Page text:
Weather, profitability, poor technology worsen jams at local ports | Inquirer Opinion
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Weather, profitability, poor technology worsen jams at local ports

/ 05:01 AM March 24, 2021

The current logjam in the Port of Matnog in Sorsogon and in the Port of Allen in Northern Samar, with queues of cars and trucks stretched as far as 20 kilometers, is a serious economic issue with urban and regional planning ramifications. However, such long queues did not happen before the March 2020 lockdown, except when typhoons struck this part of the country.

To resolve this issue, the Department of Transportation (DOTr) initiated an inter-agency meeting and heard some reasons for the problem, namely: 1) harsh sea condition; 2) shortage of vessels servicing the route; and 3) scalpers involved in the queuing of trucks outside port premises, which is under the jurisdiction of the Philippine National Police.

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On the first issue, the DOTr directed the Philippine Ports Authority to open an additional two ramps, from the current six to eight, by April 2021. The Maritime Industry Authority (Marina) will also review the schedule and number of trips per vessel as provided under the certificate of public convenience (CPC), while the Philippine Coast Guard (PCG) was directed to supervise the loading/unloading of cargoes, and ensure enforcement of CPC in accordance with time. However, the inter-agency meeting failed to realize that the primary cause of delays is weather and the corresponding rough seas. This is a safety-of-life-at-sea (Solas) issue, and no government policy can demand or force a ship captain to travel when the safety of life and property is at risk due to rough sea conditions.

On the second issue, there are only eight vessels currently servicing the route; under normal conditions, 12 vessels operate the Matnog-Allen route. During the meeting, Marina was directed to advise shipping companies to increase their frequency of trips and replace dry-docked vessels to ensure the stable operations of the route. However, this is basically a supply and demand issue, and no amount of Marina policy can force the ship operator to deploy more ships if the route is not profitable. Regular truckers can also be choosy, since some shipping companies are relatively cheaper than others.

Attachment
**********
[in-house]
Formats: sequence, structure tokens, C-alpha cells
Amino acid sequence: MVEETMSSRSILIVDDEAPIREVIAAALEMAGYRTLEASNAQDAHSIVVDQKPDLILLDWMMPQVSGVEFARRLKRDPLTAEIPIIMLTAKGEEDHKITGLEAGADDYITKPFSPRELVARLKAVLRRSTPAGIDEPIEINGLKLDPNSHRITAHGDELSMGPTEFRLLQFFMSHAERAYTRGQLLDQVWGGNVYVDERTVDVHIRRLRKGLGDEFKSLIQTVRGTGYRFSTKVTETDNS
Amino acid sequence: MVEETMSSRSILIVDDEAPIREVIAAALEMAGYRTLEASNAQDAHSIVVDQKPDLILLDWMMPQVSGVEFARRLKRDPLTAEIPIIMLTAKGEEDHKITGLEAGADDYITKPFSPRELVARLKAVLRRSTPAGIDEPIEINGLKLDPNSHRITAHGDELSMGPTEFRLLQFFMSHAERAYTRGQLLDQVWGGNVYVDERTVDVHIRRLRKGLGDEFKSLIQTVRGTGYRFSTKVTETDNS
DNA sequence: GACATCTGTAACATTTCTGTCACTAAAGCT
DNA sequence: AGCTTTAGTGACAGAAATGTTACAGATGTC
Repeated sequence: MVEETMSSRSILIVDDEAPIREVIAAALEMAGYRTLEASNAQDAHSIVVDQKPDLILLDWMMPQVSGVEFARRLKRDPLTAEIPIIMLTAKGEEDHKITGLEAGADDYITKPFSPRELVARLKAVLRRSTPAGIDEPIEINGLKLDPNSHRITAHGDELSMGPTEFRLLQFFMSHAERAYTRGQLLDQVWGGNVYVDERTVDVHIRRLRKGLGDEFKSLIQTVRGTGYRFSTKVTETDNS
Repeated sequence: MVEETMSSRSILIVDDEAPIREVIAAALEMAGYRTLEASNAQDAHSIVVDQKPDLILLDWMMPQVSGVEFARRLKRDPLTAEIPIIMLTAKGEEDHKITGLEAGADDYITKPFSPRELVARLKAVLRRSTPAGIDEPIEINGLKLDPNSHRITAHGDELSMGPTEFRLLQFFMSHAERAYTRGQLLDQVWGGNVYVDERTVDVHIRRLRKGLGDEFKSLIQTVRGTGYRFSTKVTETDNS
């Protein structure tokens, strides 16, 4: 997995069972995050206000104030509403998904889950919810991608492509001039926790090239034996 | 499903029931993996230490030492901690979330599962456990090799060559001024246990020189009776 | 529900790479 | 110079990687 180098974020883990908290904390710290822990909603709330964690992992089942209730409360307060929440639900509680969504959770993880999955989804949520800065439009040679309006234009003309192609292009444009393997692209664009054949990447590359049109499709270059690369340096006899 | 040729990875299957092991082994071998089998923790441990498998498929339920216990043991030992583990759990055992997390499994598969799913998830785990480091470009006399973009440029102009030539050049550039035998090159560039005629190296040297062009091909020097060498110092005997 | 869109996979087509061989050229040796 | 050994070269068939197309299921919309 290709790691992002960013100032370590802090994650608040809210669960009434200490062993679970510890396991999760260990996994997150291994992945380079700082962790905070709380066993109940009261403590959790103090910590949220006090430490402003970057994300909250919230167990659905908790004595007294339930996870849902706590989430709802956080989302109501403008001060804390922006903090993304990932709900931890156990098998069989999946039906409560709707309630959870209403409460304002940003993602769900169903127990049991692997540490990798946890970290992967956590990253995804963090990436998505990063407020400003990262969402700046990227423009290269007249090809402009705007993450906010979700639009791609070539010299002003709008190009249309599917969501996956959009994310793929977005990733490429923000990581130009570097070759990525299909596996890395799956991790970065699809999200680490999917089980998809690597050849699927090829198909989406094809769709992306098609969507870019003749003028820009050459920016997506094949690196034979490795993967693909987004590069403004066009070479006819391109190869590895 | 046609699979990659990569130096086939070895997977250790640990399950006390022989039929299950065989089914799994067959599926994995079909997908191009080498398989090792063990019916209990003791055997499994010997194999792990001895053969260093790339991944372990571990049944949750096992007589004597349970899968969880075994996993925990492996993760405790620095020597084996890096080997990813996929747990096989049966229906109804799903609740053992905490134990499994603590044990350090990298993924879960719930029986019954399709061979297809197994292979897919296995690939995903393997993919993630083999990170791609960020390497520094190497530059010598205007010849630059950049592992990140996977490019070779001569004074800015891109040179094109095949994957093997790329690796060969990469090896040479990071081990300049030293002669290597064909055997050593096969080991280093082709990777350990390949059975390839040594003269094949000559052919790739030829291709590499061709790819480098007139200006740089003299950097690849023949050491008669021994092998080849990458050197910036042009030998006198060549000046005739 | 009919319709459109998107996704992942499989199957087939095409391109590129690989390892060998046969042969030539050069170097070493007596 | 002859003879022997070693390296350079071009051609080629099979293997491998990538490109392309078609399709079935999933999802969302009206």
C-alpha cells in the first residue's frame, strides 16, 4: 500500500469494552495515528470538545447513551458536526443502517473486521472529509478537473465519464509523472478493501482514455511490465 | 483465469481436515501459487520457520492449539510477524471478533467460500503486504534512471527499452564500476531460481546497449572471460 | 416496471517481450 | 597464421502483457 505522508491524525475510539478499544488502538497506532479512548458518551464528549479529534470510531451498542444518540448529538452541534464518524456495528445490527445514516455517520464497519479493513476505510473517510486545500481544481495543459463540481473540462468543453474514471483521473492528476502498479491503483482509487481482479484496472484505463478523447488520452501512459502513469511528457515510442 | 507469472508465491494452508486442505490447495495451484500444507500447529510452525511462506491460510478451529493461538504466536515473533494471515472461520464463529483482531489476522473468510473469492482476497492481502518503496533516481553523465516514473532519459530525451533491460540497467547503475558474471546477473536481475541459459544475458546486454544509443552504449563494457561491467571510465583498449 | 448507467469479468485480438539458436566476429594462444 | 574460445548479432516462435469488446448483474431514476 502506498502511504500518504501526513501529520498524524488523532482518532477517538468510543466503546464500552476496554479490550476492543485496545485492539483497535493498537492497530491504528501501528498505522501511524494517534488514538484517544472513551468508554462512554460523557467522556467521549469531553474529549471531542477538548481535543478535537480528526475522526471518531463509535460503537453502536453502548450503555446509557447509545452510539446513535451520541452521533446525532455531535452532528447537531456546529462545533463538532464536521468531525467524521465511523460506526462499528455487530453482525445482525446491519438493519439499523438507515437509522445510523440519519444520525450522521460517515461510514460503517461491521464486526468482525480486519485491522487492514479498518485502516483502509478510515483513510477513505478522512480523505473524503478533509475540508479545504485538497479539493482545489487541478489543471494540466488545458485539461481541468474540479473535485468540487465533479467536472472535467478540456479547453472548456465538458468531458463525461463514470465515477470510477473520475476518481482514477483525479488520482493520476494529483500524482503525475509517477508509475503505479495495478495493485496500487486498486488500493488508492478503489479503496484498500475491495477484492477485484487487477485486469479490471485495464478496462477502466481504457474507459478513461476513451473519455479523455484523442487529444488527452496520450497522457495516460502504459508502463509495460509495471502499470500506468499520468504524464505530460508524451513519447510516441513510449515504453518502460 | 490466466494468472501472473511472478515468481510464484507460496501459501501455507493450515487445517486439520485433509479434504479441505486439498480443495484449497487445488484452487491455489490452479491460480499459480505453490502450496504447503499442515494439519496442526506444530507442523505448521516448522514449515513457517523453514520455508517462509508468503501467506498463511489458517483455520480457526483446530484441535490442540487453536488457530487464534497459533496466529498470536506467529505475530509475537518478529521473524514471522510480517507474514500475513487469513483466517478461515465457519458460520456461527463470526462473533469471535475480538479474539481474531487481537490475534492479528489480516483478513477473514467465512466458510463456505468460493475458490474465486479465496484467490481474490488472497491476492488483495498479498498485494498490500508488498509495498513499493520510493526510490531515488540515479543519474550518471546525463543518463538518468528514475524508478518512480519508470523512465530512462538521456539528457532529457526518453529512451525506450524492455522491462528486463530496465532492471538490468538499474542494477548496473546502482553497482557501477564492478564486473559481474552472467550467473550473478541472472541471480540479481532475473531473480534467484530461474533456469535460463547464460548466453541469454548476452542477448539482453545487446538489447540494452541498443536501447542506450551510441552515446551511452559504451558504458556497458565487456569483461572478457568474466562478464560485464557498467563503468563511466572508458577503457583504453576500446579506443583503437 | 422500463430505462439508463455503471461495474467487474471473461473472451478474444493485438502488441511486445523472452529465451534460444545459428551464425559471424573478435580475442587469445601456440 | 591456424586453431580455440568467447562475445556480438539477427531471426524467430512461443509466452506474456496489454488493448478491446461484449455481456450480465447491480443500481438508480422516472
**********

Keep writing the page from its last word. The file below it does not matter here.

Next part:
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In fairness to the PNP and PCG personnel, they have been very helpful to passengers and truckers alike. But the best they can do is manage the queuing to ensure that nobody cuts the line, except those who have purchased tickets in advance. These frequent travelers have contacts with local scalpers and normally purchase tickets and process travel documents well ahead of their arrival. We can’t blame them—that should be the case to avoid long queues, and technology should be able to level the playing field by encouraging advance online booking and payment systems, just like how airlines operate.

Data would show that the normal users of the Matnog-Allen ports are small cars traveling to Samar-Leyte and, occasionally, truckers to the Surigao and Davao areas. A simple lesson on logistics: The cheapest and safest way to transport goods to Visayas and Mindanao is via containerized vans using ships, and not through long haul land-based trucking services. Therefore, if the normal domestic shipping schedule from the Port of Manila will resume, the long queues in the ports of Matnog and Allen will be resolved. So the solution is not what was offered by the DOTr and that inter-agency meeting; the solution is to resume immediately the normal domestic shipping schedule from the Port of Manila to Cebu/CDO/Zamboanga and vice versa, and thereby restart economic activity in this sector. By the way, the Port of Cebu already resumed normal domestic port operations to Visayas and Mindanao a few days back.

PROSCORO ERVIN MUNDO, PhD
Urban Plan Implementation
University of the Philippines
[email protected]

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TAGS: Letters to the Editor, poor technology, port jams, Proscoro Ervin Mundo, weather
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